Irving Berlin's music echoed through the Roaring '20s, the Great Depression and two World Wars.
But the 20th century musical icon's work will feature a youthful twist in the Eight O'Clock Theatre's newest production, The Melody Lingers On, The Songs of Irving Berlin, that continues through July 19 at the Largo Cultural Center.
Oh sure, you will hear God Bless America, White Christmas and There's No Business Like Show Business. Just don't expect to see any AARP members on stage.
For its season finale, Eight O'Clock selected a troupe of actors ranging in age from 16 to 30.
"I'm thrilled to be a part of this,'' said Michael Raabe, the show's 31-year-old musical director. "Although we stay true to the original work, we want to let the young cast bring their own interpretation. The cast definitely makes it so you see a fresh approach to Irving Berlin's songs.''
The young cast was not necessarily intentional, said Melody Craven, 42, the show's director.
"But I'm thrilled because it's both a production that can take the audience on a fresh musical journey, and it also gives the young cast an opportunity to have a good time while giving them skills for the future,'' she said.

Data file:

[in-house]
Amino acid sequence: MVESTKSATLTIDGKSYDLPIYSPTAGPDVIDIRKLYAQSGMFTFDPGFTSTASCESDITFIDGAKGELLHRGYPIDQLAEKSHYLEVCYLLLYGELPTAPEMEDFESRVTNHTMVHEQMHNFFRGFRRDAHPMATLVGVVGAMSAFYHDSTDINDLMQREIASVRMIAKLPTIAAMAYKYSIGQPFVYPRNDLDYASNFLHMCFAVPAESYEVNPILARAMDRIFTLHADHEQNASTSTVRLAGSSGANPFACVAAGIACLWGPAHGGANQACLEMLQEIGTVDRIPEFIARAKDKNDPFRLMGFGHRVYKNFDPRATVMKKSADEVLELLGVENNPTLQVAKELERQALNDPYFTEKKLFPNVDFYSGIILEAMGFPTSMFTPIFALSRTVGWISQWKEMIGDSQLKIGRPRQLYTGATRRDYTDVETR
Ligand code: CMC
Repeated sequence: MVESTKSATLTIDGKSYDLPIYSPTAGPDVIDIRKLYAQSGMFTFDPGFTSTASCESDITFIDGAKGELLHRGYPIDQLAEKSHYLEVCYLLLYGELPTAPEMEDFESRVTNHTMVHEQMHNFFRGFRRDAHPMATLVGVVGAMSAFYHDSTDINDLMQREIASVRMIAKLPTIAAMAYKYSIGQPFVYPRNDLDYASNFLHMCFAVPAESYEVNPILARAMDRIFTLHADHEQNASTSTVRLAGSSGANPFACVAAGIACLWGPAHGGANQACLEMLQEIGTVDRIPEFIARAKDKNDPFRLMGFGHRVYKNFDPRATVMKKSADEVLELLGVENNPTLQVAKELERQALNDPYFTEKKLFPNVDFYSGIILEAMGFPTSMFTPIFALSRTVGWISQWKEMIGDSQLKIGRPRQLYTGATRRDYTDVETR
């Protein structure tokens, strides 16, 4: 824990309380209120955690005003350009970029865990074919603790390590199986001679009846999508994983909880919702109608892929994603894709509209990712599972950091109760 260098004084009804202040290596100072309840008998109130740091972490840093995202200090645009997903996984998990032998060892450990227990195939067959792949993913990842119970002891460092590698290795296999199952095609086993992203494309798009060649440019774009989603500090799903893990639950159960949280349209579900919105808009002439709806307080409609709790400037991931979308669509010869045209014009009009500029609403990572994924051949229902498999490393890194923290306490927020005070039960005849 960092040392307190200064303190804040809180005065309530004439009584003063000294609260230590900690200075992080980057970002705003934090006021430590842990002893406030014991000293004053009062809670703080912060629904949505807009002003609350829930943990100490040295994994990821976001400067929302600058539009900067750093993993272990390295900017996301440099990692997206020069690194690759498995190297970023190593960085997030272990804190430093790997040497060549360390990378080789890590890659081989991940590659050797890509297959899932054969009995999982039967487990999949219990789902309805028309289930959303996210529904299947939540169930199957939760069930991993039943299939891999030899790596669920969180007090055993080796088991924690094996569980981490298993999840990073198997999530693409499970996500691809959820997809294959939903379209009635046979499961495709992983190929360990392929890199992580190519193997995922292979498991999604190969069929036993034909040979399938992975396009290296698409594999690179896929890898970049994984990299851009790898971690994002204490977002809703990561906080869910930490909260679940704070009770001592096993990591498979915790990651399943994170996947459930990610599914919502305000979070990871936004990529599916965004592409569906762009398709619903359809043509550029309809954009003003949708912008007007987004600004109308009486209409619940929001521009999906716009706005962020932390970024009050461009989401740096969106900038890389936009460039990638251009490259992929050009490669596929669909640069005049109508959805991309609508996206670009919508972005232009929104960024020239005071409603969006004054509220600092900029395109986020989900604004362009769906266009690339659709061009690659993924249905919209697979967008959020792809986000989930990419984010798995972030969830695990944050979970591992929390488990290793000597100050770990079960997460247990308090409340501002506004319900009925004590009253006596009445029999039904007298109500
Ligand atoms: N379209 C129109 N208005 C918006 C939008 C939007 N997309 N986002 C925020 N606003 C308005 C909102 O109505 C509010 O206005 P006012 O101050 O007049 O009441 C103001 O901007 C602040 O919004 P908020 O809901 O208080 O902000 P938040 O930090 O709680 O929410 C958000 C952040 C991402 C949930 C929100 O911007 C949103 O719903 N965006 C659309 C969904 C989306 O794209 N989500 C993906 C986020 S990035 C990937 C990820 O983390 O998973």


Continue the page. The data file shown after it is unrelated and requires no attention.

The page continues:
The musical revue is based on a memoir by Berlin's daughter, Mary Ellin Barrett, and it is Irving Berlin's repertoire that drives the story forward.
Bobby Bowman, 18, who portrays Berlin, believes passion is the key to Berlin's timelessness.
"He wrote about life and (the songs) are true today,'' Bowman said.
He, along with Allison Piehl as Berlin's second wife, Ellin Mackay, sing Always in a romantic scene.
The show is exposing the youngest performer in the troupe, Julia Namm, 16, to the classic Blue Skies for the first time. The song is her solo number.
"I knew many of his songs, like Always, which was my grandparents' song, but I didn't know Blue Skies. It starts off as a solo, then a duet, then it rises to five-part harmony,'' said Namm, a junior at East Lake High School.
Namm expects the older people in the audience to be singing along with tunes they recognize from days gone by.
"But I also think the show will be a fun introduction to younger (theatergoers)," she said. "It's a story about the American dream. Irving Berlin lived the American dream.''